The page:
Korach – (Bald) Numbers 16:1 – 18:32 I Samuel 11:14-12:22; II Timothy 2:8-21; 3:1-4:5; II John 1-13
Rebellions continue to plague Moshe. A great mutiny is instigated by its principal spokesman, Korach, who heads a group of malcontents and convinces them to rise up against Moshe and question his leadership.
“Korach the son of Yitzhar, the son of Kehat, the son of Levi,” incites a rebellion against Moshe. He is joined by Dathan and Aviram, and On, the son of Peleth, all of the tribe of Reuben. Also participating are 250 “leaders of the community, those regularly summoned to assembly, men of renown.” (Numbers 16: 1)
They challenged the authority of Moshe. In the words of the Jerusalem Talmud, Korach declared, “The Torah was not given by God, Moshe is not a prophet, and Aahron is not the high priest.” (j.Sanhedrin 50a)
Korach and his rebels had begun to question the legitimacy of Moshe’ prophetic office. Moshe claimed He heard directly from Yahweh, but who was to say that it was so? How were they to know he was really sent from God?
The Background of the Rebellion
Korach... the son of Yitzhar, the son of Kehat, the son of Levi (16:1) was motivated by a sense of injustice, pride and jealousy. Korach’s chief complaint against Moshe was that of nepotism. He believed Moshe hand picked his brother for the job of High priest. Korach was the son of Izhar, the brother of Amram, who was the father of Moshe and Aaron, which makes Korach a cousin to Moshe and Aaron.
Cousin Korach along with Dathan and Abiram who were placed next to them in the camp arrangements, in addition to 250 other princes of the assembly of Yisrael, charged Moshe and Aaron with usurping privileges and offices which rightly belonged to others. Influenced by jealousy, because of the high honors and privileges of the priesthood, Korach and those who were Levites among him complained that they are confined to an inferior service in the tabernacle.
It is very clear from this passage that Korach did not wish to serve the people but to lead them. Those who desire to lead must desire to serve and the driving desire is what shows us the heart of those who believe they should be leading. On the surface it might seem like he was questioning if God really chose Moshe and Aahron to lead the people because all of Israel were holy before God. As was the problem with the scribes and Pharisees that Yeshua dealt with, was with the heart intent that was wrong. Moshe never wanted to lead Israel. In fact he tried to persuade Yahweh that He had made a mistake in choosing him, but that was probably why God wanted Moshe because he did not want to be a leader, he had a servant-heart.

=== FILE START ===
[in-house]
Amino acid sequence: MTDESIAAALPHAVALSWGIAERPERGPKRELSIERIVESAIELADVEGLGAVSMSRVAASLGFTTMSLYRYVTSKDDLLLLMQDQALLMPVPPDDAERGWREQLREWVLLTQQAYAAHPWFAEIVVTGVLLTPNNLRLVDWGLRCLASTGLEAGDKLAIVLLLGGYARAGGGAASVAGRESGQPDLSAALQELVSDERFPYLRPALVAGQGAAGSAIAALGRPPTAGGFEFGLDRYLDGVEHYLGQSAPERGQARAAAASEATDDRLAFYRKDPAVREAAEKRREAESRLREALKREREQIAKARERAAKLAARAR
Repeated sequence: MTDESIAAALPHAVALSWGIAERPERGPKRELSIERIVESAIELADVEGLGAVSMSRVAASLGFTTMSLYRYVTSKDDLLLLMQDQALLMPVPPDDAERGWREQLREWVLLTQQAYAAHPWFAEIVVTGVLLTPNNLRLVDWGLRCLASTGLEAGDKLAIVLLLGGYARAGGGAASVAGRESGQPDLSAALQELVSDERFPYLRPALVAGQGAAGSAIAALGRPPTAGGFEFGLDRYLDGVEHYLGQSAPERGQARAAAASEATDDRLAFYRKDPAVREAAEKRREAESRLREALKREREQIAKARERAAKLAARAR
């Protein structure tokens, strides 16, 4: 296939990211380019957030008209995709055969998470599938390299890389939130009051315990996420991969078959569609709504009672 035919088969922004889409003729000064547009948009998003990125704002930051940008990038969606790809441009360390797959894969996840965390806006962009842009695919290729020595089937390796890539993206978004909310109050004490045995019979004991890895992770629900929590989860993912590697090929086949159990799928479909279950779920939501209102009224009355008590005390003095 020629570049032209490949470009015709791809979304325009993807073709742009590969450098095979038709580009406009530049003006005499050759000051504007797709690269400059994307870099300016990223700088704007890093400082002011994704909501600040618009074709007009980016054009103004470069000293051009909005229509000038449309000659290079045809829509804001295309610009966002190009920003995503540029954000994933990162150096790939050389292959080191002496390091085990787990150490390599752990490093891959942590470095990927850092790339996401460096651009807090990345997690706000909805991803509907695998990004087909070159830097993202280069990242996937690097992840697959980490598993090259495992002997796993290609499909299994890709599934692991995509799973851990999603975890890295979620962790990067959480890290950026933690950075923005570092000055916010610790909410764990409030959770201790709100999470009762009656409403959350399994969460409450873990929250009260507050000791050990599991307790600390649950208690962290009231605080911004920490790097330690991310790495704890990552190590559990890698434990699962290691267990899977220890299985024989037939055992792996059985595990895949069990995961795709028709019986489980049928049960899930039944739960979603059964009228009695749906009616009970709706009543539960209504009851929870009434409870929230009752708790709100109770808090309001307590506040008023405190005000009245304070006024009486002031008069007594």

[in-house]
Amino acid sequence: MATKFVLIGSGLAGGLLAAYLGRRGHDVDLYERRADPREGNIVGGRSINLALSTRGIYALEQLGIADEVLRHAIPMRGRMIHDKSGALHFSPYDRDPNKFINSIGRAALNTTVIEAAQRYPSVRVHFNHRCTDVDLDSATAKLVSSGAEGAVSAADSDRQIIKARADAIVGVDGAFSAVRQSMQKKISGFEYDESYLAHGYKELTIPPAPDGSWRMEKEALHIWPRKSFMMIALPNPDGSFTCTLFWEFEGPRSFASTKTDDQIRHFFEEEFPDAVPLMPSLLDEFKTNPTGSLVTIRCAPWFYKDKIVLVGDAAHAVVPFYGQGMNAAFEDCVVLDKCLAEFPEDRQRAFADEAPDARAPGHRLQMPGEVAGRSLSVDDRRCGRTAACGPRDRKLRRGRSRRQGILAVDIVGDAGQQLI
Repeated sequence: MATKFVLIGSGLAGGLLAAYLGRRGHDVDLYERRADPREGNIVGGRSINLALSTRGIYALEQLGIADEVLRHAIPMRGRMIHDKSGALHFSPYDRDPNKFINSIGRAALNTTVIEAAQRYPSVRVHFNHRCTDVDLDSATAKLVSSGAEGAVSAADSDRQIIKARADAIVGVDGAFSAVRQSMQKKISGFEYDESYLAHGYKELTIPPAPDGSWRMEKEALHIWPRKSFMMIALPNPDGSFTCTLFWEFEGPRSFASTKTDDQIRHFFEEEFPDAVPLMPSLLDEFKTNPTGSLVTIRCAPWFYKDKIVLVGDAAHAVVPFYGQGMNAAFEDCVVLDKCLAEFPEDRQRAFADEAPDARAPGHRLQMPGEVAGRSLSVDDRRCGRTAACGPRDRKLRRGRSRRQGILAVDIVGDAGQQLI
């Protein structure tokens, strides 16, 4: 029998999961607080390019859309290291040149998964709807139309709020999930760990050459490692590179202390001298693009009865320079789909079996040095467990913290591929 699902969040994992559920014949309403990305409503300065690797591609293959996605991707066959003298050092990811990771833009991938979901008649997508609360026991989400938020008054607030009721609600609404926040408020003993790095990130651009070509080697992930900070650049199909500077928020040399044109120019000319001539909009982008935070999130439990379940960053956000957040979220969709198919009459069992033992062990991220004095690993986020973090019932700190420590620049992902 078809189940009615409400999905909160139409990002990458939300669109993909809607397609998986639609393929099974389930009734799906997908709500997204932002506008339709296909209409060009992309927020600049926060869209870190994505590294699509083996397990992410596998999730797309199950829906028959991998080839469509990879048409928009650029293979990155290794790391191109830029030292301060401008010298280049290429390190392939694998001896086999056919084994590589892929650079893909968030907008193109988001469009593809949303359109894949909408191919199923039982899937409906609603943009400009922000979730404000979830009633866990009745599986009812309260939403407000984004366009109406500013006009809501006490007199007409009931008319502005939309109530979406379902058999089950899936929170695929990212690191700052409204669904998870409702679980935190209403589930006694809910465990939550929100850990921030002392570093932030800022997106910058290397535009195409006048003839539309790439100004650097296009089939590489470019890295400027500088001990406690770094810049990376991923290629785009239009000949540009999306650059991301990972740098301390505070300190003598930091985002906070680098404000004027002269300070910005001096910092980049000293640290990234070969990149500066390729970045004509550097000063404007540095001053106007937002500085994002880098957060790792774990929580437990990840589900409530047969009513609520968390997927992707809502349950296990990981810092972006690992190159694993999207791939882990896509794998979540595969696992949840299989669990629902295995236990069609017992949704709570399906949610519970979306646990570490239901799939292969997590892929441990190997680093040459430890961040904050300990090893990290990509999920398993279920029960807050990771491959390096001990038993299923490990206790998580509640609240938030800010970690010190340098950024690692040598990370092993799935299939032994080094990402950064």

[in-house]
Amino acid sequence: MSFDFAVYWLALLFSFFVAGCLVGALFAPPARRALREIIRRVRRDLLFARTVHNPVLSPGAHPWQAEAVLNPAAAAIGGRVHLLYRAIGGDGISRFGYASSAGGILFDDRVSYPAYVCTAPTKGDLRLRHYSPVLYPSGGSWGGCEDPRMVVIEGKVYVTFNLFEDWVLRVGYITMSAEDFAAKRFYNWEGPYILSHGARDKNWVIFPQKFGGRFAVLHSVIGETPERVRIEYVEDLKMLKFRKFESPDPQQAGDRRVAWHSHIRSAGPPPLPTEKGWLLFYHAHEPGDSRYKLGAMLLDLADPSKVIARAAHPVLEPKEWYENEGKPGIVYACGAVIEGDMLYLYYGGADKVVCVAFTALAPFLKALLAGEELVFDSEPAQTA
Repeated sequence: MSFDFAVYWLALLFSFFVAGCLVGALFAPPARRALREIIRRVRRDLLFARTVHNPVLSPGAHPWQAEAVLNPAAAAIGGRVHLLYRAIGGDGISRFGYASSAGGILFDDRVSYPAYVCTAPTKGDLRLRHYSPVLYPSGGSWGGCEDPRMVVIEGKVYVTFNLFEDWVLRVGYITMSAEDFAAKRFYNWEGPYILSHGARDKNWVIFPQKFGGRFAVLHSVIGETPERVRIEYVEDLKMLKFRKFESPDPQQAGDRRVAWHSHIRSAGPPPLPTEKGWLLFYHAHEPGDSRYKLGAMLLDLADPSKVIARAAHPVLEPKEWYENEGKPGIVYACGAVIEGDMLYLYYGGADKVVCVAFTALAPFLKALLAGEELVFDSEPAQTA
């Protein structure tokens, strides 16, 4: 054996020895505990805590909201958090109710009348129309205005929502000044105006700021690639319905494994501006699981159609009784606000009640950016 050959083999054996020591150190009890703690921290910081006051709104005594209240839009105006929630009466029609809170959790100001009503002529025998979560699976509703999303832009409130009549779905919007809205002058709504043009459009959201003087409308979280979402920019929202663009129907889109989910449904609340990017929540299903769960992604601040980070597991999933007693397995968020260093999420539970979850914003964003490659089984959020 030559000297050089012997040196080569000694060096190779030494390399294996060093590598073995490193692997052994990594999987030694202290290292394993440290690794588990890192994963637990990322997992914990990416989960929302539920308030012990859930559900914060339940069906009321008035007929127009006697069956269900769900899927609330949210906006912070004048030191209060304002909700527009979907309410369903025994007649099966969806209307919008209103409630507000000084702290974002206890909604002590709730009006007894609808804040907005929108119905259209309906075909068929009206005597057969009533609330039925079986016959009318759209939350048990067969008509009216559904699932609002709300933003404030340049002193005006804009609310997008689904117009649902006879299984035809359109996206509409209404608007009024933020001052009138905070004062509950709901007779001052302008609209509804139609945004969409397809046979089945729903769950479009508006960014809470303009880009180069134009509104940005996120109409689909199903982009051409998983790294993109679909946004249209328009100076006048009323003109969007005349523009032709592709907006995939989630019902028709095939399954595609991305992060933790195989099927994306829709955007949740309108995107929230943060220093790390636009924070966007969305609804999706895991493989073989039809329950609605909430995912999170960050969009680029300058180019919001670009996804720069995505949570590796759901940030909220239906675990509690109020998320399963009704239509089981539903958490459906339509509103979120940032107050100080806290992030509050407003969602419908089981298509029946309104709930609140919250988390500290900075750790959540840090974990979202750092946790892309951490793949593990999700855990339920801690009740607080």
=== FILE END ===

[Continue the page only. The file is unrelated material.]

Their accusation was, “It is too much for you!” in Hebrew, “rav lachem”. “You have taken positions that are much too high.” “You are setting yourselves up over the congregation.” “You are going against the principles of democracy.” They thought that Moshe had given special privileges to his family members and those closest to him.
Anyone can perform a service, but it is the one whose life is submitted before the altar in the presence of Yahweh who is the anointed one chosen to speak on His behalf. In presumption, would-be ‘leaders’ such as Korach set aside the fact that Yahweh chooses His anointed leaders. He chose Moshe to be the vessel through whom He spoke on Mt. Sinai in the thick cloud so that all could hear. (Exodus 19:9) Yet although his chosen-ness was obvious, these men - leaders themselves (16: 2), contest Moshe’ position.
He was moved to it by the fact that Elitzafan, the son of his father’s brother, was appointed prince over his family; as it says (Numbers 3:30), “And the prince of the fathers house of the families of the Kehatites was Elitzafan the son of Uzziel.” Korach argued: My father was one of four brothers; as it says (Exodus 4:18), “And the sons of Kehat: Amram, and Yitzhar, and Hebron, and Uzziel.” As for Amram the firstborn, his son Aahron attained to greatness and Moshe to royalty. Who then should rightly take the next office? Is it not the next in line? Yet Moshe appointed the son of Uzziel!
Korach’s rebellion erupts against the background of them being told that their generation will not enter the Land of Israel. Korach’s co-conspirators, Dathan and Aviram, play on the people’s sense of despair. They were placed next to Korach and his company on the south side of the camp. (Numbers 3:29) They therefore had opportunity to talk together with him and to murmur against the leadership and conspire together in their rebellion.
According to the “Legends of the Jews” by Louis Ginzberg (1873-1953), which is a comprehensive compilation of background details to Biblical stories, Korach approached Moshe with the intent of ridiculing his decrees and validating a claim that he was not chosen to the leadership. He did this by challenging the recent instructions which Moshe had given of making fringes on the garments and regarding the mezuzah (scriptures placed on the doorposts), with questions directed to make it appear that they were man-made and inconsistent with something that Yahweh would expect of the people. According to Korach, Moses and Aaron the priest invented all the commandments in order to make the lives of the people hard and to exploit them by taking the many gifts that are due to the priests and the Levites.